There is a very large hole in northern New Mexico. A circular depression in the earth that covers some 13 miles in width. It is Valles Caldera, formerly known as Valle Grande. Now part of the National Park Service, its official name is Valles Caldera National Preserve. From NM Highway 4 via Los Alamos, or U. S. 550 through Jemez Springs to NM 4, at first glance, you might not even see anything other than a lower, grassy spot with volcanic plugs, cones, and other features surrounding it. But according to the Park Service, when you stand anywhere in the middle, "you are standing in a sunken volcano. Its eruption 1.25 million years ago was 300 times larger than Mt. St. Helens in 1980." To say it altered New Mexico's landscape radically is an understatement. "Ejected ash fell as far as Kansas, Utah, and Wyoming". Not to mention what happened to the immediate area. Cerro La Jara is a tree-covered small, broad bump (hardly the technical term) in the right middle of the photograph below. There is an easy trail walking trail that surrounds it. By walking it, you begin to get a feel for how big the area is, and how you really are in a huge basin.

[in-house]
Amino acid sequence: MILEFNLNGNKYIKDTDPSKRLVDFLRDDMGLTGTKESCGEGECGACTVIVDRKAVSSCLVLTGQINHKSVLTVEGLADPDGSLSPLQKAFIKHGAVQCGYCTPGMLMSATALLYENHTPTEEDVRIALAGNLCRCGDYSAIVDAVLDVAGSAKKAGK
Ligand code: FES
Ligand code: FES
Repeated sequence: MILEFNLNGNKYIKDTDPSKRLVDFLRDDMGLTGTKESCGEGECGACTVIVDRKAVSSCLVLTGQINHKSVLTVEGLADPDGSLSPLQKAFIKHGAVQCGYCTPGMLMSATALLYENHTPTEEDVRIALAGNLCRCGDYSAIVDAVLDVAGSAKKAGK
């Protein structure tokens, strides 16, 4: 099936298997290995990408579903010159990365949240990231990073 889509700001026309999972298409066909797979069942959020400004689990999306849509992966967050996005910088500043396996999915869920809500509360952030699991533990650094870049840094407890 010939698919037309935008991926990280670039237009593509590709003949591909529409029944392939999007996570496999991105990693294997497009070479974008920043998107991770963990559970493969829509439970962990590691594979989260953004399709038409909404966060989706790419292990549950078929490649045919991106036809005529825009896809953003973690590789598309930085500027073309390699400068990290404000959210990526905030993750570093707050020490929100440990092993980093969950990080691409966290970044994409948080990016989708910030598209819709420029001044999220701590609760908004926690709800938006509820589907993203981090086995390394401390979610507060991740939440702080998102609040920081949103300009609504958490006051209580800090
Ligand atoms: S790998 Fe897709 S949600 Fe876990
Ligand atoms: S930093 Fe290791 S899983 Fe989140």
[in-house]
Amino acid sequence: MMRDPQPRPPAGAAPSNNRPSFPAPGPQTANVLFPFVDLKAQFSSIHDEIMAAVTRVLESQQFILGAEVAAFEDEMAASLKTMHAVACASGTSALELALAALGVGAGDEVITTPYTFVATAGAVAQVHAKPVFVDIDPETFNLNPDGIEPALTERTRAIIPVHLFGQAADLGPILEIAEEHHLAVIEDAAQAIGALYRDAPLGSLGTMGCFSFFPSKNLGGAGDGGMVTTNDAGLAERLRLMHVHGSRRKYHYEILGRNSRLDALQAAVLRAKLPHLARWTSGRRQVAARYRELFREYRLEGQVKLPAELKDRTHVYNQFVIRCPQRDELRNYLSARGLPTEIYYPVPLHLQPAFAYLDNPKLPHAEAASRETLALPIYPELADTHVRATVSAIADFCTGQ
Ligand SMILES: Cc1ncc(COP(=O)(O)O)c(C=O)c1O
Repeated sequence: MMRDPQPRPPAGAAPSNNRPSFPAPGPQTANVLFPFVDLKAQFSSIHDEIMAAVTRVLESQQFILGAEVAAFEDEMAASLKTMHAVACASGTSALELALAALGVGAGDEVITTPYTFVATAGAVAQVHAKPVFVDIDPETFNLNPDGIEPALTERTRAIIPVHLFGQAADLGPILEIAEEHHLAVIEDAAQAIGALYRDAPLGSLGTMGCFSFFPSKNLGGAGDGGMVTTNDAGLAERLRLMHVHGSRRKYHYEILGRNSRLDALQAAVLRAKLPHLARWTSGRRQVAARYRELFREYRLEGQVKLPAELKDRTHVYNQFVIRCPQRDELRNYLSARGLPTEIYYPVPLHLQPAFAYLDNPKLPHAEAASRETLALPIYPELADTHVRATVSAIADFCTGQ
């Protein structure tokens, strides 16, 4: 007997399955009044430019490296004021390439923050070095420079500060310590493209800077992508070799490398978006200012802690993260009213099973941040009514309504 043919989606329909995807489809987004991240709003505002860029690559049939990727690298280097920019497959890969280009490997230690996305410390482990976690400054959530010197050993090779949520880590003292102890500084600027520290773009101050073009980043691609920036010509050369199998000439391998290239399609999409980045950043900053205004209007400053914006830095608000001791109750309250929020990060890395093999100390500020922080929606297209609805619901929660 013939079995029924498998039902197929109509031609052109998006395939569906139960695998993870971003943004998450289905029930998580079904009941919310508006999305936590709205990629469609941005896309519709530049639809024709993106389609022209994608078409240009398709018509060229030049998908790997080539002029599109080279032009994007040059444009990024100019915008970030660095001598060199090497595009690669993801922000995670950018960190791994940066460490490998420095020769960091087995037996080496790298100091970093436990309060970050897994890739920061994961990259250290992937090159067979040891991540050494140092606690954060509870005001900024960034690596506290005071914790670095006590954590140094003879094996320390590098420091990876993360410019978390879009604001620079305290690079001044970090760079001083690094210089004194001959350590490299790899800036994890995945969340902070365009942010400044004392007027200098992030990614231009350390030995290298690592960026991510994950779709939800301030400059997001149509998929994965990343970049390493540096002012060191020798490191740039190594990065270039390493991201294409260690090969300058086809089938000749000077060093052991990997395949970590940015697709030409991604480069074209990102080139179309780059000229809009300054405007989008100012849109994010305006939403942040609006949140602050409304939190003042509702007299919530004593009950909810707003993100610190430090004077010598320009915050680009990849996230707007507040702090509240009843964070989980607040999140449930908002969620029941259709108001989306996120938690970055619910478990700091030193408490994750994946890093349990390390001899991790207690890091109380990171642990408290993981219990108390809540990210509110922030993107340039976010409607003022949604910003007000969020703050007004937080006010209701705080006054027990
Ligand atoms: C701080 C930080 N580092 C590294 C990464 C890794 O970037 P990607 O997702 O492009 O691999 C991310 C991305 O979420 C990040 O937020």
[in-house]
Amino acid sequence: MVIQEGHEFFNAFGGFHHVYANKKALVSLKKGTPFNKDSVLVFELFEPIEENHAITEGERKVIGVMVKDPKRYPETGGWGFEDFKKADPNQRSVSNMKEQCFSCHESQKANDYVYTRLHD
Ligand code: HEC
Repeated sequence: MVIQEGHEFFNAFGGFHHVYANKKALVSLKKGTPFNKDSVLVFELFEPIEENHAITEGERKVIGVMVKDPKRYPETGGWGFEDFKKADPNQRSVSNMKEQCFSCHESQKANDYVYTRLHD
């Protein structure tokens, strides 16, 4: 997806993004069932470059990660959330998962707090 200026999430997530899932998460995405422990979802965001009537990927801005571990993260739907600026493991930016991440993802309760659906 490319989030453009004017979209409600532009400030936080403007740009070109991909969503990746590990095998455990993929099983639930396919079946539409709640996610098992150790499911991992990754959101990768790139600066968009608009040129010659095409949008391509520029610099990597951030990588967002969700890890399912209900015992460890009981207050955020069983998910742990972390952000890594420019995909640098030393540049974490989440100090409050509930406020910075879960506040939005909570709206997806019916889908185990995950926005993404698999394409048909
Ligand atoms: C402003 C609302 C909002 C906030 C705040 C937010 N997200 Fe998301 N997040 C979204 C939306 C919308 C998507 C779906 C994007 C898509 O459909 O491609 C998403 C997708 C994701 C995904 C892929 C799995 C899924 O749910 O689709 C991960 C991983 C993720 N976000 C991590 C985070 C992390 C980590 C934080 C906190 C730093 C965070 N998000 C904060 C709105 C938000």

We New Mexicans appreciate all water features. The East Fork of the Jemez River, which some from the wetter parts of the country might call a creek, runs through the caldera. The image below is looking east.
Looking west along the river, you will notice other volcanic features.
Grasses being laid down by the water in the East Fork of the Jemez River.
Coots and their chicks take advantage of the water.
I suspect many of you reading this have hiked extensively in the caldera, whereas my experience is relatively new and limited. But it is an extraordinary piece of New Mexico. With luck, you will be able to visit, walk, and hike Valles Caldera at some point in the future.
Thanks to Lawrence, Victoria, Barbara F. R., Jean & Sam, Marilyn G., Earle, Lisa S., Steve, and Catherine for following along and commenting last week!
until next Monday,
a passion for the image©